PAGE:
UCLA College to Career Plans to Increase Employer Awareness and Knowledge of Autistic Individuals’ Strengths in the workplace

There will be an estimated 700,000 autistic adults aging into adulthood over the next 10 years. Yet, a staggering 80% of autistic adults are unemployed. UCLA College to Career was developed to address the challenges faced by autistic young adults in their transition from college to career.

From an initial meeting in 2014 between UCLA researchers and staff and our founding supporters Chau Le and John Klemm, an idea was discussed on how UCLA could create an environment to better support autistic young adults moving from college into their professional lives. What emerged from these discussions was an innovative set of initiatives developed by UCLA’s Dr. Elizabeth Laugeson and Dr. Amanda Gulsrud, to provide training and support undergraduate and graduate autistic students as they pursue and enter the workforce. College to Career is creating a scalable solution to employment barriers faced by autistic individuals to serve as a model of higher education training for colleges across the country.

With funding from Autism Speaks, the UCLA team is currently examining the effectiveness of the first component of the broader College to Career initiative, the PEERSâ for Careers training program, a 20-week employment-related social skills intervention. The PEERSâ for Careers program uses evidence-based teaching methods for autistic individuals to promote skills ranging from interviewing to workplace socializing. This research study is working with its fourth and final cohort of participants. Across the entire study to date, 107 autistic young adults have enrolled, with about 60% of those who have completed the 20-week program reporting being engaged in employment-related experiences (e.g., internship, volunteer, paid employment) during the follow-up phase after the 20-week program.

Nick, a participant in an early cohort was not only able to go on his first ever job interview, but also secured his first internship at ShemeshFarms, a local farm social enterprise and small business, where he co-authored and collaborated on the publication of their first cookbook, among other roles. Nick shares, “With the skills I’ve learned and the help from my career coach I have had two job interviews. The first job interview, I was nervous but I did the job interview and I was very proud of myself. The second job interview, I got my first internship. There I’ve learned so much about how a small business grows. I’m more excited about this internship and getting a job in the future.”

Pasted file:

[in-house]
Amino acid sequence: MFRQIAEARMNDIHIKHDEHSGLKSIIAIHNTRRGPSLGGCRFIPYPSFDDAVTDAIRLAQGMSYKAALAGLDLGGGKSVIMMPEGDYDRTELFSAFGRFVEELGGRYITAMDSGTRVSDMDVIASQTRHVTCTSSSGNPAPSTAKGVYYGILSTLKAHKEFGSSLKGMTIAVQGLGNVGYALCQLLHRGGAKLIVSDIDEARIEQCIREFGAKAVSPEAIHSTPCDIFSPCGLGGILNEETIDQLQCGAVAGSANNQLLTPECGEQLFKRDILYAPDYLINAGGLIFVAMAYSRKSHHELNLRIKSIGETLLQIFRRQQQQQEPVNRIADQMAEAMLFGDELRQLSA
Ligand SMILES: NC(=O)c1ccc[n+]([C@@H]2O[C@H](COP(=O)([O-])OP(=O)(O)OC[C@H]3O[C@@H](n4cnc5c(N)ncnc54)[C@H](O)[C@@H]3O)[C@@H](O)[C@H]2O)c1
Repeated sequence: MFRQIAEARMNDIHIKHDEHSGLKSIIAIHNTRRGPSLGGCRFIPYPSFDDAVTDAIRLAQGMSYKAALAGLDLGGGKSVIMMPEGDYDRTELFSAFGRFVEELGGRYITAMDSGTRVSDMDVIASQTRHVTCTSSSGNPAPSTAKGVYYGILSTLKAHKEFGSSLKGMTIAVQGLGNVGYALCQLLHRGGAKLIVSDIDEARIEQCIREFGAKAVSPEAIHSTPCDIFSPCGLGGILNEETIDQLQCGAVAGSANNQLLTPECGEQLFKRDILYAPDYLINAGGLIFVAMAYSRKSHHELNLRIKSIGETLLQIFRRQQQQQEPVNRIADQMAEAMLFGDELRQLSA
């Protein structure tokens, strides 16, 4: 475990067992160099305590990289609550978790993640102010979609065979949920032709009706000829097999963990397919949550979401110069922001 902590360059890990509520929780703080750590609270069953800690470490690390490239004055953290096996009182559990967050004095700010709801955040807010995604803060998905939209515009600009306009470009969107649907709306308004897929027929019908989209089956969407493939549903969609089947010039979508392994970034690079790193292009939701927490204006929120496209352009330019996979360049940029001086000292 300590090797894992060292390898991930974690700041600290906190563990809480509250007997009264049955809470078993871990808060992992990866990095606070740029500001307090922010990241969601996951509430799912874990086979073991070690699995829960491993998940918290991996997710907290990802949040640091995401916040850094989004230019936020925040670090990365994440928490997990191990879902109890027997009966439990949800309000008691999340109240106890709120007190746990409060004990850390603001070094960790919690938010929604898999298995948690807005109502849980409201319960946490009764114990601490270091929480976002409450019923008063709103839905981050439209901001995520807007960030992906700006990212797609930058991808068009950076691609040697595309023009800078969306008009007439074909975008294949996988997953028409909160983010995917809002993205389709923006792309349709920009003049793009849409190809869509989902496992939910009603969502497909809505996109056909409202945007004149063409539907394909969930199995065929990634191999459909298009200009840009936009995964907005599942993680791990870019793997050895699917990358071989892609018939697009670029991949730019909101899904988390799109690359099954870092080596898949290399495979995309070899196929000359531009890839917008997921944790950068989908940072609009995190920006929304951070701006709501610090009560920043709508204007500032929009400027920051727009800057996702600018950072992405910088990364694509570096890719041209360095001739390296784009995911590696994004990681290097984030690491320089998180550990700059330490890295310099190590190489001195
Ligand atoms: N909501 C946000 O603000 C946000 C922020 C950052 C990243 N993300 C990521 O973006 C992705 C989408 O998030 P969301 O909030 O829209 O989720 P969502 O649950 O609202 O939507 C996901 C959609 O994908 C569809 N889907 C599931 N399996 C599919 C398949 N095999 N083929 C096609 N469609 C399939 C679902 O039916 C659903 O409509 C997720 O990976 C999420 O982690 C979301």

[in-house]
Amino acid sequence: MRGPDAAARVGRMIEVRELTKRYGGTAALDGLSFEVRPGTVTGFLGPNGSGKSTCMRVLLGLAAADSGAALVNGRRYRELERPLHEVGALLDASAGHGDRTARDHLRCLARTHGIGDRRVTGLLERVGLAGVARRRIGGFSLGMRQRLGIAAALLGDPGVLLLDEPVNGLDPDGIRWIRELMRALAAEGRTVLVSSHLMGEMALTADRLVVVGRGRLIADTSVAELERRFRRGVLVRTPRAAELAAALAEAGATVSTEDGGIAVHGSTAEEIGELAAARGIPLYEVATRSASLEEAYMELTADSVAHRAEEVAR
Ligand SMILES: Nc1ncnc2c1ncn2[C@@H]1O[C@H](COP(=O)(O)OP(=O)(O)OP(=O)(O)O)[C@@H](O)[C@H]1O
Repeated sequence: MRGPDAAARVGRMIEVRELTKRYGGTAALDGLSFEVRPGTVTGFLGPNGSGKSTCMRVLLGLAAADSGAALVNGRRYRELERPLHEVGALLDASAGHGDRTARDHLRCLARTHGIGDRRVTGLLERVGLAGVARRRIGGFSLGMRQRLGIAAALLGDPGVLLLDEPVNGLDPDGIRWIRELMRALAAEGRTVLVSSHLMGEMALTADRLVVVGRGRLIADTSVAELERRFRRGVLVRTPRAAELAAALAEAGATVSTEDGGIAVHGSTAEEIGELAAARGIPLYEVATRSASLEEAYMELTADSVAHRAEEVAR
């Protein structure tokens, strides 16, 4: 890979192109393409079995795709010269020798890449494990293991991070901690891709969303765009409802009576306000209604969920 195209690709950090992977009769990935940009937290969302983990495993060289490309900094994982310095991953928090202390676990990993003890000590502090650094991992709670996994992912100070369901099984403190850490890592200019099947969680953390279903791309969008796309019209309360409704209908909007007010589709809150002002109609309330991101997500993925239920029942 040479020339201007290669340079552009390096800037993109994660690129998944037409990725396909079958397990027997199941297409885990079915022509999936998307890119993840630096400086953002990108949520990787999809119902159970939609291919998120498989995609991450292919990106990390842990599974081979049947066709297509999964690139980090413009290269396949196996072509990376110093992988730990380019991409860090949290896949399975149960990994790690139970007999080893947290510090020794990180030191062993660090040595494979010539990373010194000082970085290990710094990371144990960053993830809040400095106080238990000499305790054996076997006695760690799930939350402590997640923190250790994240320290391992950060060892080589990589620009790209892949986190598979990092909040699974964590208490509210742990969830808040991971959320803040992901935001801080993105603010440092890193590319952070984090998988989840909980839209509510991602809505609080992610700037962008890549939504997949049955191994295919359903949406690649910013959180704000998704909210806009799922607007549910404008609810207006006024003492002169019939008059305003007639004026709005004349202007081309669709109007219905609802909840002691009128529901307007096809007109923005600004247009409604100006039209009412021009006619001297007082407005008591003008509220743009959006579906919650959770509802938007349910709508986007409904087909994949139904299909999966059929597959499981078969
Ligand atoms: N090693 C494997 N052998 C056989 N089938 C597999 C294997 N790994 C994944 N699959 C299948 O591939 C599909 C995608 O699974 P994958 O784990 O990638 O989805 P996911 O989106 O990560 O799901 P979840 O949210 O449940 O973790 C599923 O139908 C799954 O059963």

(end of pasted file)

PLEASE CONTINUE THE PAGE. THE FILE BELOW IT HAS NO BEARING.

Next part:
This program has been made possible by the support of our generous donors, including Northwestern Mutual, Autism Speaks, the Max Factor Family Foundation, and the tireless work of the Advisory Committee. However, College to Career is excited to grow into other initiatives, and have seen the need for direct engagement not only with autistic individuals, but also with employers and professional networks. By partnering with numerous employers, College to Career hopes to increase employer awareness of autistic individuals’ strengths in the workplace and employer knowledge on how to maximize this amazing talent pool. In June 2021, members Chau Le, John Klemm, Walt and Priscila Kasha, Lily Chau, and Yanning Zuo raised over $25K to support the College to Career program in the first steps of this employer initiative. These funds were instrumental in enabling our team to start building networks of connections, with professionals and employers in diverse fields, based on participants’ interests, who are supportive of our mission. From these networks, the College to Career team has created a directory of individuals and organizations who are providing support to our PEERSâ for Careers program participants through informational interviews and/or internship/employment opportunities. With the funding support generated last summer and through the efforts of our UCLA Employment Team, this directory now includes over 180 community partners and over 110 internship/employment opportunities – a feat that has already provided countless networking and employment opportunities to our young adults. Conversations are already occurring with interested employers regarding next steps and employment partnerships with the College to Career program.

In the coming year, not only do we plan to continually expand and strengthen these employer relationships, the College to Career team intends to collaborate with employers to determine their needs in order to inform the development of specific trainings and resources related to employing individuals on the autism spectrum. We plan to pilot this employer-facing curriculum to create an even more holistic approach to the employment-related experiences of both the participants and the employers. Private philanthropy is imperative to our ability to expand this program beyond what current research funding supports and move forward in this work of promoting autistic students’ success in employment. If you are interested in learning more, please contact Christopher Carbado, Director of Development for UCLA Health Sciences at ccarbado@mednet.ucla.edu.